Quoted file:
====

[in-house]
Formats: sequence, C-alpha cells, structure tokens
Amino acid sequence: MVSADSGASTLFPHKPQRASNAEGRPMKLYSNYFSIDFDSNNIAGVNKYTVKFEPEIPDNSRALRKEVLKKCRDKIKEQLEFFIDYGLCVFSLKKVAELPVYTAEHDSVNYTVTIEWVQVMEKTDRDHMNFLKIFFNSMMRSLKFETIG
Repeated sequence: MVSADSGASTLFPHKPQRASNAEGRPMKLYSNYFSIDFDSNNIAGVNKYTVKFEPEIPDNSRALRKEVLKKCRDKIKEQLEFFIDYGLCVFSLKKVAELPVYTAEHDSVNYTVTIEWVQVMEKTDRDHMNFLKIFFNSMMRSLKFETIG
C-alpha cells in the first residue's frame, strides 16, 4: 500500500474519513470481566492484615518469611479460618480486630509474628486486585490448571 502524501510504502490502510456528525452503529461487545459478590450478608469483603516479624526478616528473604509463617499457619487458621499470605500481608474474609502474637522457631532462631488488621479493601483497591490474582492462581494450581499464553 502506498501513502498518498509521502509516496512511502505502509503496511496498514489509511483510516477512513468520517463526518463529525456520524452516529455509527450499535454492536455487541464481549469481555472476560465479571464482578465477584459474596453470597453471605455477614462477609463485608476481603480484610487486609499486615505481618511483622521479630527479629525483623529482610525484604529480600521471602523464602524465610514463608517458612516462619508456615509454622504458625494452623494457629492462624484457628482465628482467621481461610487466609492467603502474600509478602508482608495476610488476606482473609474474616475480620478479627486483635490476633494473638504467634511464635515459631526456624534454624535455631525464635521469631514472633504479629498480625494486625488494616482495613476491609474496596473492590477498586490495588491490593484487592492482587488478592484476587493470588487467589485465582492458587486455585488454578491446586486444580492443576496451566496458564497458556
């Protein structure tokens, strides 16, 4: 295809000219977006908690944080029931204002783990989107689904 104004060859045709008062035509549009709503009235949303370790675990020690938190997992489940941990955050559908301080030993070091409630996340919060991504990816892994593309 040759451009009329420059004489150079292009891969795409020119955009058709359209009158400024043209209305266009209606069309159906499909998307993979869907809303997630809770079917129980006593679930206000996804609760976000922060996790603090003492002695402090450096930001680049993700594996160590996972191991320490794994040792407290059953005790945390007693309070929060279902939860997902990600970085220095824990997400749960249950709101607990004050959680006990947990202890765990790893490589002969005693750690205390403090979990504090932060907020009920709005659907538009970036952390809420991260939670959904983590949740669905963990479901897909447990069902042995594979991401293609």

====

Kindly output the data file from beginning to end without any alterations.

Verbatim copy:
[in-house]
Formats: sequence, C-alpha cells, structure tokens
Amino acid sequence: MVSADSGASTLFPHKPQRASNAEGRPMKLYSNYFSIDFDSNNIAGVNKYTVKFEPEIPDNSRALRKEVLKKCRDKIKEQLEFFIDYGLCVFSLKKVAELPVYTAEHDSVNYTVTIEWVQVMEKTDRDHMNFLKIFFNSMMRSLKFETIG
Repeated sequence: MVSADSGASTLFPHKPQRASNAEGRPMKLYSNYFSIDFDSNNIAGVNKYTVKFEPEIPDNSRALRKEVLKKCRDKIKEQLEFFIDYGLCVFSLKKVAELPVYTAEHDSVNYTVTIEWVQVMEKTDRDHMNFLKIFFNSMMRSLKFETIG
C-alpha cells in the first residue's frame, strides 16, 4: 500500500474519513470481566492484615518469611479460618480486630509474628486486585490448571 502524501510504502490502510456528525452503529461487545459478590450478608469483603516479624526478616528473604509463617499457619487458621499470605500481608474474609502474637522457631532462631488488621479493601483497591490474582492462581494450581499464553 502506498501513502498518498509521502509516496512511502505502509503496511496498514489509511483510516477512513468520517463526518463529525456520524452516529455509527450499535454492536455487541464481549469481555472476560465479571464482578465477584459474596453470597453471605455477614462477609463485608476481603480484610487486609499486615505481618511483622521479630527479629525483623529482610525484604529480600521471602523464602524465610514463608517458612516462619508456615509454622504458625494452623494457629492462624484457628482465628482467621481461610487466609492467603502474600509478602508482608495476610488476606482473609474474616475480620478479627486483635490476633494473638504467634511464635515459631526456624534454624535455631525464635521469631514472633504479629498480625494486625488494616482495613476491609474496596473492590477498586490495588491490593484487592492482587488478592484476587493470588487467589485465582492458587486455585488454578491446586486444580492443576496451566496458564497458556
């Protein structure tokens, strides 16, 4: 295809000219977006908690944080029931204002783990989107689904 104004060859045709008062035509549009709503009235949303370790675990020690938190997992489940941990955050559908301080030993070091409630996340919060991504990816892994593309 040759451009009329420059004489150079292009891969795409020119955009058709359209009158400024043209209305266009209606069309159906499909998307993979869907809303997630809770079917129980006593679930206000996804609760976000922060996790603090003492002695402090450096930001680049993700594996160590996972191991320490794994040792407290059953005790945390007693309070929060279902939860997902990600970085220095824990997400749960249950709101607990004050959680006990947990202890765990790893490589002969005693750690205390403090979990504090932060907020009920709005659907538009970036952390809420991260939670959904983590949740669905963990479901897909447990069902042995594979991401293609």